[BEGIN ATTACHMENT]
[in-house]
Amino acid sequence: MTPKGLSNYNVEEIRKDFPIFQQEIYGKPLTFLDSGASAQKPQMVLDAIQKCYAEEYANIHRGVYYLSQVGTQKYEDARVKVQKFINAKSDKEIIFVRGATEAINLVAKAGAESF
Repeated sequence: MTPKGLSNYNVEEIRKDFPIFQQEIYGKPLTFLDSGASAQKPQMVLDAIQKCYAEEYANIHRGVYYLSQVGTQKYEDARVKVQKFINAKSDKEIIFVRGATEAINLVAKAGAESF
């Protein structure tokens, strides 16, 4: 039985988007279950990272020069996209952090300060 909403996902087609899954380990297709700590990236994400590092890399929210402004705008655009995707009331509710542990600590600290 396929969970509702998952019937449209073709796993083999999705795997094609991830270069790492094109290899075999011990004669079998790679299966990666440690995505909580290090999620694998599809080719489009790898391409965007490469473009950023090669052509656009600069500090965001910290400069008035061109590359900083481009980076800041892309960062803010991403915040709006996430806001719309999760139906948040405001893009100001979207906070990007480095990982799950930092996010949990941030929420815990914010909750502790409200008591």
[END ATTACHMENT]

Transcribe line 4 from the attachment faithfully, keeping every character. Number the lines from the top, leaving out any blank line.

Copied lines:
């Protein structure tokens, strides 16, 4: 039985988007279950990272020069996209952090300060 909403996902087609899954380990297709700590990236994400590092890399929210402004705008655009995707009331509710542990600590600290 396929969970509702998952019937449209073709796993083999999705795997094609991830270069790492094109290899075999011990004669079998790679299966990666440690995505909580290090999620694998599809080719489009790898391409965007490469473009950023090669052509656009600069500090965001910290400069008035061109590359900083481009980076800041892309960062803010991403915040709006996430806001719309999760139906948040405001893009100001979207906070990007480095990982799950930092996010949990941030929420815990914010909750502790409200008591």